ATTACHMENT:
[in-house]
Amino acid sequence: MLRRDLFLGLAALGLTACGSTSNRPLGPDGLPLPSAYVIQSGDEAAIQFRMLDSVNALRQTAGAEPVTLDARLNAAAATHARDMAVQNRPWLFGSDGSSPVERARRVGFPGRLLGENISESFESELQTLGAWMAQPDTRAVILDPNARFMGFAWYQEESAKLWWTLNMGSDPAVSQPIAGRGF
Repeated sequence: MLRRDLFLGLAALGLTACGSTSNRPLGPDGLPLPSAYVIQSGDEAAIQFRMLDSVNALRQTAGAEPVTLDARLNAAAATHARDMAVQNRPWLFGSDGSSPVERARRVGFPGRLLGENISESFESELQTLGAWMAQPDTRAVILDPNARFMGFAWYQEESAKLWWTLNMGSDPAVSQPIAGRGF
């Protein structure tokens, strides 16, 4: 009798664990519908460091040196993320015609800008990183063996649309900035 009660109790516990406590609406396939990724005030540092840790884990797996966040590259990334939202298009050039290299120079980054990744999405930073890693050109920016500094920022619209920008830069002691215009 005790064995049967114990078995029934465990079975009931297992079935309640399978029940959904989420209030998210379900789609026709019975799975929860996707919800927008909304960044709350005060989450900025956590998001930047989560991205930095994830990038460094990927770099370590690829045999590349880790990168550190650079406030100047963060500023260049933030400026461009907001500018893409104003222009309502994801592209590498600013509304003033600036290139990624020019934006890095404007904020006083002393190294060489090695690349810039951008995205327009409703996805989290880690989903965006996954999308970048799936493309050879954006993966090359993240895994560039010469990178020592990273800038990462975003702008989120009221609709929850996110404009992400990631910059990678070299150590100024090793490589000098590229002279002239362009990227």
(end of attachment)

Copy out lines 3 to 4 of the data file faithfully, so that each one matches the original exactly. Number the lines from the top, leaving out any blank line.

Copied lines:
Repeated sequence: MLRRDLFLGLAALGLTACGSTSNRPLGPDGLPLPSAYVIQSGDEAAIQFRMLDSVNALRQTAGAEPVTLDARLNAAAATHARDMAVQNRPWLFGSDGSSPVERARRVGFPGRLLGENISESFESELQTLGAWMAQPDTRAVILDPNARFMGFAWYQEESAKLWWTLNMGSDPAVSQPIAGRGF
């Protein structure tokens, strides 16, 4: 009798664990519908460091040196993320015609800008990183063996649309900035 009660109790516990406590609406396939990724005030540092840790884990797996966040590259990334939202298009050039290299120079980054990744999405930073890693050109920016500094920022619209920008830069002691215009 005790064995049967114990078995029934465990079975009931297992079935309640399978029940959904989420209030998210379900789609026709019975799975929860996707919800927008909304960044709350005060989450900025956590998001930047989560991205930095994830990038460094990927770099370590690829045999590349880790990168550190650079406030100047963060500023260049933030400026461009907001500018893409104003222009309502994801592209590498600013509304003033600036290139990624020019934006890095404007904020006083002393190294060489090695690349810039951008995205327009409703996805989290880690989903965006996954999308970048799936493309050879954006993966090359993240895994560039010469990178020592990273800038990462975003702008989120009221609709929850996110404009992400990631910059990678070299150590100024090793490589000098590229002279002239362009990227």